Monday, April 11, 2011

dealing with disappointment

Remember this post? Where I publicly announced the fact that I applied to grad school? Where I talked about needing calculus to be in the program and therefore starting my series of calculus gem and test anxiety posts? Well, I found out last week that I did not get accepted into the program. Boo.
old picture of a "boo" face I don't have bangs right now- though seriously considering them
I know it is a very competitive program at a very competitive university. I know that the fact that I was taking calculus instead of already having it may have counted as a strike against me and so could the fact that I hadn't secured any funding. A lot of factors go into being accepted or rejected from graduate programs and I know that I'm "good enough and smart enough"...but that doesn't mean it wasn't a huge disappointment. It was really the biggest major rejection of my life so far (what can I say- I've been lucky!), so it was definitely a tough blow. And can I just mention that I found out a day and a half before a calculus exam? Yeah, double boo. But, I think that so far, I've dealt with the disappointment pretty well and here's how I've done it.

Step 1- I cried.
No choice in the matter was something that I was really hoping for and it didn't come through. So I had my own little private pity party and had a good cry. (and once that was over, I told my husband so that he could feel sorry for me and join my pity party once he got home from work)

Step 2- I closed the books.
As I mentioned, I had a calculus test later that week and had some studying to do- which is hard and can be an exercise in frustration because I find calculus hard. I just wasn't in a place where studying would be effective or that studying was even remotely a part of what I wanted to be doing. So I took the evening off. Sure- studying that night may have helped me get a slightly better mark, but I ended up doing just fine on the test (take THAT stupid university that rejected me) and I definitely needed that evening off.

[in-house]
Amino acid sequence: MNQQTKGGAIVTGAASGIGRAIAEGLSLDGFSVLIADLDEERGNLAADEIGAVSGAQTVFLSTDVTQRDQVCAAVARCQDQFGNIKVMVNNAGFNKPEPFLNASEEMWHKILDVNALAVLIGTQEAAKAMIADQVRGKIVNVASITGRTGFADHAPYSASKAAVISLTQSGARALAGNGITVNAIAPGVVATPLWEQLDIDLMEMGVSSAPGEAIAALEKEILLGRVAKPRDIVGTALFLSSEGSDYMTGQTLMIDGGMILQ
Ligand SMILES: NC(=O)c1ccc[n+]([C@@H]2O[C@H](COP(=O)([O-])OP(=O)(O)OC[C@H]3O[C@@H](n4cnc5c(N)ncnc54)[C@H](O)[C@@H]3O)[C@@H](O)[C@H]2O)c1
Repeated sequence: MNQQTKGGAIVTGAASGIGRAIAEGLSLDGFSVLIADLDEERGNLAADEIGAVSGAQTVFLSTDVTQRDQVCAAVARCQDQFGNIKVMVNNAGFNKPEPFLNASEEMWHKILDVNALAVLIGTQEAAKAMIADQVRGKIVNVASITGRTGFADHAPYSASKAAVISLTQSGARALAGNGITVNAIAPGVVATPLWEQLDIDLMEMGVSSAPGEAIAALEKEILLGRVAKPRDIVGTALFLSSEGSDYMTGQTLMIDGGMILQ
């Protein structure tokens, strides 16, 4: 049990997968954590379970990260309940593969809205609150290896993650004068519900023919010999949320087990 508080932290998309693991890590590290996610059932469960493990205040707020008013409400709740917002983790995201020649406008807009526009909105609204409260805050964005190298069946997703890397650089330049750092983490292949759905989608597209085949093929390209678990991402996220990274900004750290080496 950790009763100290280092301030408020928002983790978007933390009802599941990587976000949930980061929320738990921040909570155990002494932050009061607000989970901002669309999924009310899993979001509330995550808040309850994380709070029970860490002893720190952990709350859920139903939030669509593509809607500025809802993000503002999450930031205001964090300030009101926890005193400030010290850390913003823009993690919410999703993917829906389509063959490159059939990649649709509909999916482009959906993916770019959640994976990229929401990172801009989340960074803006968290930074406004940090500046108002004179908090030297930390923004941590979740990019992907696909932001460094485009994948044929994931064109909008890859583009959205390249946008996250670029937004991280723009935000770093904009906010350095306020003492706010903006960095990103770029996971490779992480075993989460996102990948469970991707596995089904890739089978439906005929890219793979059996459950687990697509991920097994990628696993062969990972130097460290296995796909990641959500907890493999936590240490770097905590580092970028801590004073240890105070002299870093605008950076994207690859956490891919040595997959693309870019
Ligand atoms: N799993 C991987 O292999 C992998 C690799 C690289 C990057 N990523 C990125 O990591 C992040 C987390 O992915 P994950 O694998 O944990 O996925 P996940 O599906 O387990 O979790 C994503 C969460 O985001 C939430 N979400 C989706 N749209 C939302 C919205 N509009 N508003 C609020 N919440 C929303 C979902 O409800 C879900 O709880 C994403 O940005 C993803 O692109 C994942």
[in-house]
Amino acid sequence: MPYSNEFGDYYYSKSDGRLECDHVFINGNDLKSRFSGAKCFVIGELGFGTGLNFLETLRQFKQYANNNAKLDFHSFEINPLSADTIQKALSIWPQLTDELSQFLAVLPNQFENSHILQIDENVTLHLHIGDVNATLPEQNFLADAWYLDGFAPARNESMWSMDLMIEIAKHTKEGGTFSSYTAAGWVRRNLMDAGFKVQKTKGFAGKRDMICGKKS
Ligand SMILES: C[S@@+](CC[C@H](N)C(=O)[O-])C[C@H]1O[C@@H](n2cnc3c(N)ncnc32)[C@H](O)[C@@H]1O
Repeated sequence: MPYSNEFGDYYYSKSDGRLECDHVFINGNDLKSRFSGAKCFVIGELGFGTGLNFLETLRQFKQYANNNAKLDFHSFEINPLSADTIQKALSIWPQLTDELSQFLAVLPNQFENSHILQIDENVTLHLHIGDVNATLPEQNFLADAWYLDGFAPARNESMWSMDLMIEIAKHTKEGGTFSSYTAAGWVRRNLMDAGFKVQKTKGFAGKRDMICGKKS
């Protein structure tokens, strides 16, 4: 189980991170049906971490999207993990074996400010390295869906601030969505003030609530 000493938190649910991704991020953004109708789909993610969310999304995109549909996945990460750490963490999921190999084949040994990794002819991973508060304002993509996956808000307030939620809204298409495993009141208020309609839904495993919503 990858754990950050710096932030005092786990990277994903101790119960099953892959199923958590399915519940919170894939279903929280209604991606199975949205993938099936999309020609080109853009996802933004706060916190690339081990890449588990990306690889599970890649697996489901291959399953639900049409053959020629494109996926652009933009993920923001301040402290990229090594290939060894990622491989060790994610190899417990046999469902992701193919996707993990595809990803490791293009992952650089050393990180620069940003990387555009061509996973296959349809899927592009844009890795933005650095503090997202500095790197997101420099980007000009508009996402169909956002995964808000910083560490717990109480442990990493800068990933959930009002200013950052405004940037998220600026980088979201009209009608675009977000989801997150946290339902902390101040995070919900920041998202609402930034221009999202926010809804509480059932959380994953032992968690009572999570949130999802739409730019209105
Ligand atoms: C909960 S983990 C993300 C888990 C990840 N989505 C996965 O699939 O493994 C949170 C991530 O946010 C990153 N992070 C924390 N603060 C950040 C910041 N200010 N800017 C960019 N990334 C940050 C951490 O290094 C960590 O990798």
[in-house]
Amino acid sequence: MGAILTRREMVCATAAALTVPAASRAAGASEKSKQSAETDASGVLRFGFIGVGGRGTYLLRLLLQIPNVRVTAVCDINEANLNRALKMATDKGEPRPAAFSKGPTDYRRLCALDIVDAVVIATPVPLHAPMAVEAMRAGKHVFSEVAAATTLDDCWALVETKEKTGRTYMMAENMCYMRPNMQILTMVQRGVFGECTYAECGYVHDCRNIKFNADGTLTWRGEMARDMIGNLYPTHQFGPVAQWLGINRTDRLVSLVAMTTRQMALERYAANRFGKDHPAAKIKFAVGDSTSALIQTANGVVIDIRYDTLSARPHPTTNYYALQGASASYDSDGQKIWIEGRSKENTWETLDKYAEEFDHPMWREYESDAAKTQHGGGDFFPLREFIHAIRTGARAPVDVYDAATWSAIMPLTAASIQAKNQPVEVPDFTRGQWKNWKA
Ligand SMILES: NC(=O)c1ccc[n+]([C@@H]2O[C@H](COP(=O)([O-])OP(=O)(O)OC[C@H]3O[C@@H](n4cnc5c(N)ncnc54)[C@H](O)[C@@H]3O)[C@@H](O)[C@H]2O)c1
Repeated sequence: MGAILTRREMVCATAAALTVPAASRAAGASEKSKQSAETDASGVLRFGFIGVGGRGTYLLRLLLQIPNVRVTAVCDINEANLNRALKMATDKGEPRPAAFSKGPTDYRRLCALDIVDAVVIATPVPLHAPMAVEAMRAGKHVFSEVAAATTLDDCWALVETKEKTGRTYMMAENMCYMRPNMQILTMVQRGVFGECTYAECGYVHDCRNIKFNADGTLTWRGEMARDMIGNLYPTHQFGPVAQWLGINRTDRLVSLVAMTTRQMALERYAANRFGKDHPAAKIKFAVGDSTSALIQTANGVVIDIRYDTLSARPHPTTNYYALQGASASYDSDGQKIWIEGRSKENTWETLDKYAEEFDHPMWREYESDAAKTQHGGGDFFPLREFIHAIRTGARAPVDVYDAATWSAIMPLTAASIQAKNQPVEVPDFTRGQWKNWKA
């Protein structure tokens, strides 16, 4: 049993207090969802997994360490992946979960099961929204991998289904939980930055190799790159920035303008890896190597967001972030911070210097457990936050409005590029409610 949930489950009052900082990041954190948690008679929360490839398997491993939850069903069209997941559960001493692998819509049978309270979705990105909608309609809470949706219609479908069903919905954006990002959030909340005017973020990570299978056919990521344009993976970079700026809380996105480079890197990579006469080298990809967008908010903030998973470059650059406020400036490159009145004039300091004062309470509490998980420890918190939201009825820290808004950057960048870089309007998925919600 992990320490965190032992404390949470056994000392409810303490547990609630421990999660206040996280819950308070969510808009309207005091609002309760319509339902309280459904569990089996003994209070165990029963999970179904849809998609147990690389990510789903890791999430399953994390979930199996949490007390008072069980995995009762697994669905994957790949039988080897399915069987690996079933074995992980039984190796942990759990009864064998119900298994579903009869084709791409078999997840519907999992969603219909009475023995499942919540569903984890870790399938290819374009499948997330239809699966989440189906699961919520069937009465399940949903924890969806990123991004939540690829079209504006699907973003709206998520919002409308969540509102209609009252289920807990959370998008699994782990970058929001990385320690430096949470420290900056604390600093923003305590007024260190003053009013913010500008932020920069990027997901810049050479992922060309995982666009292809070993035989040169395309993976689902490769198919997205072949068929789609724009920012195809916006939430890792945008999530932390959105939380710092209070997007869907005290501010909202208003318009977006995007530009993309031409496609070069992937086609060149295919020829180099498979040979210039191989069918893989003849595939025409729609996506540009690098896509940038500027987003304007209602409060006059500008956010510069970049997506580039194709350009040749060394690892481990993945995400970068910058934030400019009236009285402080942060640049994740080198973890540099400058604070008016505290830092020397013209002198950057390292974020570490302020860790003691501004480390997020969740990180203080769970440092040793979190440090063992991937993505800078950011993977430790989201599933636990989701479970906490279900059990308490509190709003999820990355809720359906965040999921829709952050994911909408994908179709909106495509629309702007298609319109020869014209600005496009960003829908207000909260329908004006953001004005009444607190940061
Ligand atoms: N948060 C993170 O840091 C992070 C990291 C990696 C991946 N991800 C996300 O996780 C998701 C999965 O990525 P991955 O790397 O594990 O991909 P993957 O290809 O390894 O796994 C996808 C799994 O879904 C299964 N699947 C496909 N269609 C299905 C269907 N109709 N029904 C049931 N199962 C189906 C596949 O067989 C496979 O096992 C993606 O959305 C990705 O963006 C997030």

Step 3- I looked for the silver lining.
Since one of my goals this year is to remain positive no matter what life throws at me, I started to look at what the good things about not being accepted into the program. It means I'll have a "real" salary next year instead of a student salary and it means we might be able to buy a condo instead of continuing to rent. There is an important family event happening in October and not being in school means it is more likely that I'll be free to be there. It also means I won't stress myself into a pile of craziness as I try to adjust into full time student life. It still sucks to get rejected, but there are some good things about not going to school.

These are bachelorette party shots, not drowning my sorrows shots. I did not drink this much, don't worry
Step 4- I drank.
Yes, that's right- I drowned my sorrows in a big ole glass of wine and I stand by that decision :)

Step 5- I told people.
Misery loves company and telling everyone means that they are all there to support me. I've often felt like a giant failure when things haven't gone my way and have been almost afraid and embarrassed to tell people. Maybe it is a sign that I'm an adult that telling people sucked only because it meant that I knew they'd be sad for me, not disappointed in me. Plus, telling people leads to more of Step 4, because we all love to drink our failures away :)

The post-it speaks the truth
Step 6- I made the decision to still kick some ass.